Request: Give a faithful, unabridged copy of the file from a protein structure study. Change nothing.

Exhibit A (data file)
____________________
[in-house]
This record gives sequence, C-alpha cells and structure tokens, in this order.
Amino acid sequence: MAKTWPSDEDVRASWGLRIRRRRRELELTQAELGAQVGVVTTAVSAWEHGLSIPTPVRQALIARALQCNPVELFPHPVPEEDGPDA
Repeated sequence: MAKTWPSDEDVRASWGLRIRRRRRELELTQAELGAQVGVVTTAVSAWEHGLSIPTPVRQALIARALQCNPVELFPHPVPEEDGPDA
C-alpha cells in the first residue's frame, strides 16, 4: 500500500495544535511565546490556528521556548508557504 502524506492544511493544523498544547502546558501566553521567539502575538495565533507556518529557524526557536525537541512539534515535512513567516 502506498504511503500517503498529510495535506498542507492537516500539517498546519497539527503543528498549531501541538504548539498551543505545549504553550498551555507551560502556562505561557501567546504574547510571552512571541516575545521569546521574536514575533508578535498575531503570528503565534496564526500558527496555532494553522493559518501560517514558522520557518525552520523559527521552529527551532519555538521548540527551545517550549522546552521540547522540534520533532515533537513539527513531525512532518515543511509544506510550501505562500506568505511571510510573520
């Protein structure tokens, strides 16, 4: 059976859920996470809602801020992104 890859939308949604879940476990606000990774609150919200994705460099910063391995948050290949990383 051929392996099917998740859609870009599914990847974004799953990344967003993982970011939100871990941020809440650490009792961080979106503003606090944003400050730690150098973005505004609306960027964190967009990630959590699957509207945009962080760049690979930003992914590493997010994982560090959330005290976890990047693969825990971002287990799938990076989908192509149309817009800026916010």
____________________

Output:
[in-house]
This record gives sequence, C-alpha cells and structure tokens, in this order.
Amino acid sequence: MAKTWPSDEDVRASWGLRIRRRRRELELTQAELGAQVGVVTTAVSAWEHGLSIPTPVRQALIARALQCNPVELFPHPVPEEDGPDA
Repeated sequence: MAKTWPSDEDVRASWGLRIRRRRRELELTQAELGAQVGVVTTAVSAWEHGLSIPTPVRQALIARALQCNPVELFPHPVPEEDGPDA
C-alpha cells in the first residue's frame, strides 16, 4: 500500500495544535511565546490556528521556548508557504 502524506492544511493544523498544547502546558501566553521567539502575538495565533507556518529557524526557536525537541512539534515535512513567516 502506498504511503500517503498529510495535506498542507492537516500539517498546519497539527503543528498549531501541538504548539498551543505545549504553550498551555507551560502556562505561557501567546504574547510571552512571541516575545521569546521574536514575533508578535498575531503570528503565534496564526500558527496555532494553522493559518501560517514558522520557518525552520523559527521552529527551532519555538521548540527551545517550549522546552521540547522540534520533532515533537513539527513531525512532518515543511509544506510550501505562500506568505511571510510573520
């Protein structure tokens, strides 16, 4: 059976859920996470809602801020992104 890859939308949604879940476990606000990774609150919200994705460099910063391995948050290949990383 051929392996099917998740859609870009599914990847974004799953990344967003993982970011939100871990941020809440650490009792961080979106503003606090944003400050730690150098973005505004609306960027964190967009990630959590699957509207945009962080760049690979930003992914590493997010994982560090959330005290976890990047693969825990971002287990799938990076989908192509149309817009800026916010």